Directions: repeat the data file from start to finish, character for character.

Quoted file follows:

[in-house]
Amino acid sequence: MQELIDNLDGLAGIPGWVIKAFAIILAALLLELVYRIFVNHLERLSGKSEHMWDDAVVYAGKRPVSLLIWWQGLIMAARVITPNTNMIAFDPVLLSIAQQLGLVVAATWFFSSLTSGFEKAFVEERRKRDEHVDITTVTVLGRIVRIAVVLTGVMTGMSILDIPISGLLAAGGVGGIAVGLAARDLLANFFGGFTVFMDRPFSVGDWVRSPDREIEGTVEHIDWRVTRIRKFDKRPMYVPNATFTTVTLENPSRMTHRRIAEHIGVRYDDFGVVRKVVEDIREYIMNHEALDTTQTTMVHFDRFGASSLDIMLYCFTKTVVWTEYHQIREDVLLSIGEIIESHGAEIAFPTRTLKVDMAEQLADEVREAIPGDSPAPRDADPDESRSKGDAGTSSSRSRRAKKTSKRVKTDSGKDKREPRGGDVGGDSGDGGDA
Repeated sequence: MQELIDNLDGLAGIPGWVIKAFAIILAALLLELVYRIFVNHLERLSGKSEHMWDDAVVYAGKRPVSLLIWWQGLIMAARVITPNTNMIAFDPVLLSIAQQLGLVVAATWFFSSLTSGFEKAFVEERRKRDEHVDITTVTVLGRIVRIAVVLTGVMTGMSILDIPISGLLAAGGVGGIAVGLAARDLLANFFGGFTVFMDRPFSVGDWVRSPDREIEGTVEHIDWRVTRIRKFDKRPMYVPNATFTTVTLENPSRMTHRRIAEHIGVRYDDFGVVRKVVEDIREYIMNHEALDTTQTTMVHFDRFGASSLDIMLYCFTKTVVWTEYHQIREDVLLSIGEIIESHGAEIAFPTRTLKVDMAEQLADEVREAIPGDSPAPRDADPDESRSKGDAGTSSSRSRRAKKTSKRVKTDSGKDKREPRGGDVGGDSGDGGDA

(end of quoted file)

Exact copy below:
[in-house]
Amino acid sequence: MQELIDNLDGLAGIPGWVIKAFAIILAALLLELVYRIFVNHLERLSGKSEHMWDDAVVYAGKRPVSLLIWWQGLIMAARVITPNTNMIAFDPVLLSIAQQLGLVVAATWFFSSLTSGFEKAFVEERRKRDEHVDITTVTVLGRIVRIAVVLTGVMTGMSILDIPISGLLAAGGVGGIAVGLAARDLLANFFGGFTVFMDRPFSVGDWVRSPDREIEGTVEHIDWRVTRIRKFDKRPMYVPNATFTTVTLENPSRMTHRRIAEHIGVRYDDFGVVRKVVEDIREYIMNHEALDTTQTTMVHFDRFGASSLDIMLYCFTKTVVWTEYHQIREDVLLSIGEIIESHGAEIAFPTRTLKVDMAEQLADEVREAIPGDSPAPRDADPDESRSKGDAGTSSSRSRRAKKTSKRVKTDSGKDKREPRGGDVGGDSGDGGDA
Repeated sequence: MQELIDNLDGLAGIPGWVIKAFAIILAALLLELVYRIFVNHLERLSGKSEHMWDDAVVYAGKRPVSLLIWWQGLIMAARVITPNTNMIAFDPVLLSIAQQLGLVVAATWFFSSLTSGFEKAFVEERRKRDEHVDITTVTVLGRIVRIAVVLTGVMTGMSILDIPISGLLAAGGVGGIAVGLAARDLLANFFGGFTVFMDRPFSVGDWVRSPDREIEGTVEHIDWRVTRIRKFDKRPMYVPNATFTTVTLENPSRMTHRRIAEHIGVRYDDFGVVRKVVEDIREYIMNHEALDTTQTTMVHFDRFGASSLDIMLYCFTKTVVWTEYHQIREDVLLSIGEIIESHGAEIAFPTRTLKVDMAEQLADEVREAIPGDSPAPRDADPDESRSKGDAGTSSSRSRRAKKTSKRVKTDSGKDKREPRGGDVGGDSGDGGDA